OT: 18 December 1915 – G. Fingland “The Bagpipe Scale”



The Oban Times, 18 December, 1915

 The Bagpipe Scale

 Braehead Villa, Catheart, 13 December, 1915

 Sir,–The scale of the bagpipe is clearly taken from the earliest form of the musical scale set down by Pythagoras about the end of the sixth century B.C. The scale is as follows:–

 (s)   l   t   d¹   r¹   m¹   f¹   s¹   l¹

 Guido, a monk of Arezzo, at the beginning of the eleventh century A.D. added the note given in brackets. There were two octaves in the original Greek scale, the lower for male voices and the upper for female. The pipe scale is therefore the soprano half of the scale of Pythagoras with the added note by Guido. The notes of this first scale were named in order of the first seven letters. That is why we have still A as the Diapason Normal in all countries.

 There are only three different pitches that are of any account,–the scientific pitch fixed at Stuttgart in 1837 (A 440), the French Normal Diapason (A 435), and the Philosophical pitch (A 430). The first is preferable because there are no fractions in the vibrations of the middle octave and upwards. As there is only the difference of one-third of a semi-tone between the highest and the lowest of these three pitches, it is of little consequence which is taken as the standard for the bagpipe. If the instrument is to accord with other instruments it should be tuned to A 440, and the tuning should be in equal temperament.

 The Greek scale was corrected later by Ptolemy, when the major and minor tones were identified and the semi-tones were given their proper also. This led up to the true scale, which is now taken from the harmonics of the string. The notes of the major scale are found in their order between the 24th of the 48th harmonics thus:

                     d    r   m   f    s    l    t    d¹
Harmonic 24 27 30 32 36 40 43 48

These multiplied by 11, the root of the series, give the vibrations of the middle octave C to high C. This is the true scale and the one which every instrument should come as near to as possible. The human voice, the instruments of the violin family, and the trombone can give a rendering of the true scale; the others are a mere approximation.

The scale of the bagpipe consists of nine notes and does not admit of any transition whatever. If variation lies in the use of the Greek modes, and it has 14 of these to operate upon. It can therefore modulate, but it cannot make a transition from one key to another, seeing it has no chromatic scale. There is only one full major scale in the scale of the pipes and that is in the natural key of C. It is a modulation to change from the major to the relative minor–that is, from C major to A minor–or from the mode of Doh to that of Lah, but to change from A minor to A major involves a transition of three removes and necessitates the use of three notes that are foreign to the scale of the bagpipe. It is more likely that your correspondents who think they are playing and A major are really playing in A minor or in the mode of Lah. It will be a bad day for the bagpipe when it is made to do service as a chromatic instrument.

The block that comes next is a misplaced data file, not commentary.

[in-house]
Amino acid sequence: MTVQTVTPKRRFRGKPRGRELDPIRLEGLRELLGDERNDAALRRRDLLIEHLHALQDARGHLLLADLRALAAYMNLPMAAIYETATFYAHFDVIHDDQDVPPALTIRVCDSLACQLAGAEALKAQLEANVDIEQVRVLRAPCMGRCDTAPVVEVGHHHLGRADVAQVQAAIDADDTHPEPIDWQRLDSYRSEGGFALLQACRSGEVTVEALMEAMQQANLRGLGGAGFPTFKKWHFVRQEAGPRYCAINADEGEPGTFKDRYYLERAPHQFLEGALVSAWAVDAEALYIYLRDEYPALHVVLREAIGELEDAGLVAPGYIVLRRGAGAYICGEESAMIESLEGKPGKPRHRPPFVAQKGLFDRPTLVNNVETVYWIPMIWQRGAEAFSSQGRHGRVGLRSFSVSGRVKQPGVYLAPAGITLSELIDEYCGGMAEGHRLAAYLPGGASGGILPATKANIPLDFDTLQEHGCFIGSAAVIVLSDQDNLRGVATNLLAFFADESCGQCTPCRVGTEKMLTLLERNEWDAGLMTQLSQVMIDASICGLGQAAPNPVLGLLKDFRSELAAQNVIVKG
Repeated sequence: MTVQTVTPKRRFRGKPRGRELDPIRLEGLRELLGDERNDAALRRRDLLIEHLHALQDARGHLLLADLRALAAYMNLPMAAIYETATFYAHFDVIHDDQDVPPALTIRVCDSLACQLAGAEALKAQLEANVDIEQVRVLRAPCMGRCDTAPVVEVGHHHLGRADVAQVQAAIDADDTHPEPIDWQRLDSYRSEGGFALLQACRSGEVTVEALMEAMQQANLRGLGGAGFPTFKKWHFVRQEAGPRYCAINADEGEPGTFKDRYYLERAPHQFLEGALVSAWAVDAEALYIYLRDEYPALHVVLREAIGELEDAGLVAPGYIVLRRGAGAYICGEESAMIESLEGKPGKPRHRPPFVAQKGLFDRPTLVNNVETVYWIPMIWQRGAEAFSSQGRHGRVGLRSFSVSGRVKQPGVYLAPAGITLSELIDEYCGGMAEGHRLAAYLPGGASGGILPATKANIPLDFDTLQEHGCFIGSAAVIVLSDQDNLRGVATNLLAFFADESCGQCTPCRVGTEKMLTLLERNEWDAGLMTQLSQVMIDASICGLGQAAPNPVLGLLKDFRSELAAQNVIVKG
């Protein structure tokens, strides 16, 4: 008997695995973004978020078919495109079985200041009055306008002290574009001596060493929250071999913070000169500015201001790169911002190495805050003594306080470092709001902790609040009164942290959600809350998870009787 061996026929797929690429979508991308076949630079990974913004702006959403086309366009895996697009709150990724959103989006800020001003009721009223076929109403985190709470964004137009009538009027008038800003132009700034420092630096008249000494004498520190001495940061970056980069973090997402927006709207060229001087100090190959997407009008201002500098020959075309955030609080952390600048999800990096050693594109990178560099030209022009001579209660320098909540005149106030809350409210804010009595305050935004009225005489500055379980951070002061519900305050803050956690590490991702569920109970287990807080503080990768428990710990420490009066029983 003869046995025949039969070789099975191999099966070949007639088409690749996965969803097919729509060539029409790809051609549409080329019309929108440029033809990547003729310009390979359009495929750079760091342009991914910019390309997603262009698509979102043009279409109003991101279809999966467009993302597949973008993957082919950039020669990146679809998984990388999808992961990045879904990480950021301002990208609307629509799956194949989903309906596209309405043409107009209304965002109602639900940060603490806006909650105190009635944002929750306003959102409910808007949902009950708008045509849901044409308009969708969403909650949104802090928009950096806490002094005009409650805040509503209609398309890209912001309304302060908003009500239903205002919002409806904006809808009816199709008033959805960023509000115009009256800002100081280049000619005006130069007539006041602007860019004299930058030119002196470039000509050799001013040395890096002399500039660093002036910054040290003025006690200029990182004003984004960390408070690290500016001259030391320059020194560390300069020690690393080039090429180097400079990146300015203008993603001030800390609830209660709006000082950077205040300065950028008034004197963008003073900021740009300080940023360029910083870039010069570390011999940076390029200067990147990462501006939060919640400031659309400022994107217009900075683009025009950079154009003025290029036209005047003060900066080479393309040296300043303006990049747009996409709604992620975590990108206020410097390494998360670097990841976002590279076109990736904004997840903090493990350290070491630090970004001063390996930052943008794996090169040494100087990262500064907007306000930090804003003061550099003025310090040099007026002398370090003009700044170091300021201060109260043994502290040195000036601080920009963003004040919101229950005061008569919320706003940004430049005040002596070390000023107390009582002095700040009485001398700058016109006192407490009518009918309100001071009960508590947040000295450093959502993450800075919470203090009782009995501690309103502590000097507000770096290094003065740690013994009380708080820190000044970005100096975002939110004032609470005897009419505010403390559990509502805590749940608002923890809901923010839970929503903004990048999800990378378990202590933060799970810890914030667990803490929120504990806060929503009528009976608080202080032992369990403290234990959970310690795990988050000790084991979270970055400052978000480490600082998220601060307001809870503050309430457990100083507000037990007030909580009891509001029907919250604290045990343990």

Let the pipers insist upon a standard pitch, which should be A 440, and keep the bagpipe in its ancient form with its ancient modes. It would be the work of a vandal to modernise such a relic of ancient times, and let the composer of music for the pipes right in the modes and all will be well.

 I give, as under, the vibrational ratios of the true and the tempered scale in so far as these relate to the bagpipe, A being 440:–

  l t
Tempered Scale 392 440 494 523 587 659 698 784 880
True Scale 396 440 495 528 594 660 704 792 880

 

I am, etc.,

 G. Fingland

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